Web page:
Award Winning, Best Kitchen

Michael Nash Kitchen is COTY Winner

A kitchen enlargement and reconfiguration in a 4,000 square foot home in McLean has won a “Contractor of the Year” (COTY) award for Michael Nash Design Build and Homes.


The makeover to the residence of Hashim and Neda Hamandi was named metro Washington’s best kitchen within a prescribed budget range by the National Association of Remodeling Contractors (NARI) metro DC chapter.


Among key space enhancements, the remodeler expanded the kitchen’s footprint over 500 square feet by relocating a laundry room, removed interior walls to enlarge the formal breakfast zone, introduced a 10’ x 4’ food prep island and dining counter which seats four, installed an 8’ x 4’ triple casement style window on the south facing rear elevation and generated the wall surface needed for floor-to-ceiling glass-facing cabinetry.


The 1,300 square foot kitchen now accommodates a 48” professional caliber cooktop range, a 4’ x 8’ refrigerator freezer, a butler’s pantry complete with wine refrigerator, a stainless steel farm sink and many other amenities. The interior design is articulated in a brightly warm “transitional-style” that balances traditional detailing with far-ranging views and a bold indoor-outdoor visual continuum.

View breakfast zone
By relocating a laundry and eliminating a pantry, the kitchen footprint gained 500 square feet. The re-made 1,300 square foot gourmet kitchen now accommodates a larger formal breakfast zone, a 10′ x 4′ food prep island, and a 48″ cooktop range with hood.

Taken as a whole, the makeover transforms a dated 20-year old builder grade kitchen into a generous suite of kitchen centric rooms that segue directly to a spacious backyard deck ideal for family gatherings.


In accepting the “Best Kitchen” honors, Michael Nash founder and president Sonny Nazemian praised his company’s design team and their cost-sensitive approach to helping homeowners make effective home improvement decisions.


“Since most of our projects are executed by Michael  Nash employees, we’re able to offer fixed-price contracts,” Nazemian discloses. “Customers can select finish work materials from our show room at cost. These are among those components of our business model that allows us to consistently outperform our client’s budget.”


In the case of the recent “best kitchen” winner, grappling with a space restricted floorplan ill suited to the homeowner’s emerging needs was the principal challenge.


“The owners were looking for functional and aesthetic improvements,” recalls Michael Nash president and CEO Sonny Nazemian. “They had decided that the pantry and laundry room adjacent to the kitchen consumed too much useful floor space. By relocating the laundry room, the kitchen gained 300 square feet.”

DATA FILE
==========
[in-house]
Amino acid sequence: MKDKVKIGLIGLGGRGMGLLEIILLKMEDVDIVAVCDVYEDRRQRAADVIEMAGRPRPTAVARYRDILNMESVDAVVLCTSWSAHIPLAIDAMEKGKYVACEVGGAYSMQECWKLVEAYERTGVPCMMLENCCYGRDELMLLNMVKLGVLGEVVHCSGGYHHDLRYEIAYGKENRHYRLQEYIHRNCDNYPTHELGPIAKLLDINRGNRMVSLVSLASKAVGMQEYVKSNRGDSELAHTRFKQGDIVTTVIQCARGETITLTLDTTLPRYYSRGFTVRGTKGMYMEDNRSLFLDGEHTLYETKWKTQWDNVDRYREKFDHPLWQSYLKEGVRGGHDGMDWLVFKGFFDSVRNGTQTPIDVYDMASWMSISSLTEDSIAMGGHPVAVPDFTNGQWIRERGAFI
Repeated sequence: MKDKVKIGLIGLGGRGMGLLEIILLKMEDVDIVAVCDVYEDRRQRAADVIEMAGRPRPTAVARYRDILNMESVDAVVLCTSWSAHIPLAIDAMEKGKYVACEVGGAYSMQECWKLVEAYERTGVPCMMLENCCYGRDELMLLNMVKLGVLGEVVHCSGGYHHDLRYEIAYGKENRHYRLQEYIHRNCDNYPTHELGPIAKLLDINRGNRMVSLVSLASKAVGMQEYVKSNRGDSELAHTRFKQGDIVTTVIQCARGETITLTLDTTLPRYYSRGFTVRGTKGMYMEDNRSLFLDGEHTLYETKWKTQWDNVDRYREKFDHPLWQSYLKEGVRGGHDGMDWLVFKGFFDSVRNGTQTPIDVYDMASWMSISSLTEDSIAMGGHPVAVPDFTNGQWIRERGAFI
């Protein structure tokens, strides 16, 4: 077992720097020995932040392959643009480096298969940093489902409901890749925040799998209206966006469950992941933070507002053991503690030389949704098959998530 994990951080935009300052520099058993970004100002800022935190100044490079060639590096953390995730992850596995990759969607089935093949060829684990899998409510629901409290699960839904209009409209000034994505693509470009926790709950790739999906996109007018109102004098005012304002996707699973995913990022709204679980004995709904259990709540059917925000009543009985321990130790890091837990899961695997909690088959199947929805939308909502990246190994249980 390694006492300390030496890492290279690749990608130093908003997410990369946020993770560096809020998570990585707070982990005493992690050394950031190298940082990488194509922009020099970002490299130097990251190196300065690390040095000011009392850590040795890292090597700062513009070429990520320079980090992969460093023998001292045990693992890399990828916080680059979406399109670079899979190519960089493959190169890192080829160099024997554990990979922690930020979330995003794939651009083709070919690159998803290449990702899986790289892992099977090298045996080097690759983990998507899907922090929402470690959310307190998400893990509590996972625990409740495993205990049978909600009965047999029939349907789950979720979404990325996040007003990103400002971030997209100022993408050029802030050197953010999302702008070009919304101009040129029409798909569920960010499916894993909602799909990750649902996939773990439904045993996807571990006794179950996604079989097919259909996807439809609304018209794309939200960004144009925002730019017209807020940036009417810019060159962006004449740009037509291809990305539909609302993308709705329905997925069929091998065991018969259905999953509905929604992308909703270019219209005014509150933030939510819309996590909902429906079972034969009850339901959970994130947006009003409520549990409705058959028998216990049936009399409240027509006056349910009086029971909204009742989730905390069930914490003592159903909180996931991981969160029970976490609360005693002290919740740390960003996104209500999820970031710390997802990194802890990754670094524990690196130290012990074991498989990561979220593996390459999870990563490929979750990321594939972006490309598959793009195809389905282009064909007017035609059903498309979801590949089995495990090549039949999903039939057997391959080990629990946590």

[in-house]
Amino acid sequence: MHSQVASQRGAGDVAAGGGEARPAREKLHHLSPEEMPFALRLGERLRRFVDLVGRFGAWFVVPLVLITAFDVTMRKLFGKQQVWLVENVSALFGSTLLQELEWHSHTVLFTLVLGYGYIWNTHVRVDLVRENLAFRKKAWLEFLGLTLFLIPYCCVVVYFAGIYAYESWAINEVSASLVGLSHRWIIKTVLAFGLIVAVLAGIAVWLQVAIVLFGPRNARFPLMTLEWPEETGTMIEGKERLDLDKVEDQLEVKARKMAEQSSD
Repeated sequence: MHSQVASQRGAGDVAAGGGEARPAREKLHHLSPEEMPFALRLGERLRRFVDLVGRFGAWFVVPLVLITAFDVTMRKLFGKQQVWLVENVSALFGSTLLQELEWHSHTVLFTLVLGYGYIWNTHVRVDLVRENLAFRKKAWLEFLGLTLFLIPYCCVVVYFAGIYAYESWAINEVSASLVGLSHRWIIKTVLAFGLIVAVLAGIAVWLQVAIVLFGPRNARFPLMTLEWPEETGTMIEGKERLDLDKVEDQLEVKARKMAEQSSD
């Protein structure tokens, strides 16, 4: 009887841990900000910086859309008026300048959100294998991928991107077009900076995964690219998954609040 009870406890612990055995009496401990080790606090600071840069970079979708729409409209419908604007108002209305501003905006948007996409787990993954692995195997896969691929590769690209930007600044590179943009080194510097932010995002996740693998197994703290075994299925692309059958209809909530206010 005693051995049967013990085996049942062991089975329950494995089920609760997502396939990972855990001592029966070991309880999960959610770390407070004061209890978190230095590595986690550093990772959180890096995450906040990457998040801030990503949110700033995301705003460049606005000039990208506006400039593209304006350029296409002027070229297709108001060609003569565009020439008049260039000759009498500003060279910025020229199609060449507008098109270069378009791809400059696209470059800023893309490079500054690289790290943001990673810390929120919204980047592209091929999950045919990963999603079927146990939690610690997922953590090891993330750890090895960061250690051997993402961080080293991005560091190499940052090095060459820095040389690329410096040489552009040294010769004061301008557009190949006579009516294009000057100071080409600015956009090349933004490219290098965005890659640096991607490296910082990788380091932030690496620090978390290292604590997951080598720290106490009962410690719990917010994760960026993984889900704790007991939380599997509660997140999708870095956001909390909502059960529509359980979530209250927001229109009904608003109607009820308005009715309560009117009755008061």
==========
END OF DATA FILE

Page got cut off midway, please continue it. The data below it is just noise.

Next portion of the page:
“Sonny proposed a working solution on his first visit,” Hashim Hamandi recalls. “He pointed to an upstairs guest room closet adjacent to a hall linen closet and calculated that this would meet the laundry room square footage requirements. He then explained that he could re route plumbing to the new location.”


Along these lines, a pantry wall encased with air return vents was equally vexing.


What to do?


In short order, Michael Nash engineers re-routed the HVAC, plumbing and electrical conduits to critical second floor junctures. The plumbing to the new laundry room was completed in about a week. An 800 square foot kitchen was now reconfigured into 1,300 square feet brimming with possibilities.

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Dining island & stools
With its ebony base and white quartizite surface, the 40 square foot island is both a dining counter for four and a critical work station that supports food preparation and clean-up.


Dining counter
By supporting work triangles in three directions, the island facilitates circulation and work flow. It also works as a serving station for several outdoor gathering zones.


Butler’s pantry
The custom-designed butler’s pantry and wine refrigerator are just steps from the island, refrigerator and other amenities.


Cooktop and hood
A 48′ Pro-Range cooktop situated on an interior wall under a decorative arched hood is a primary focal point.

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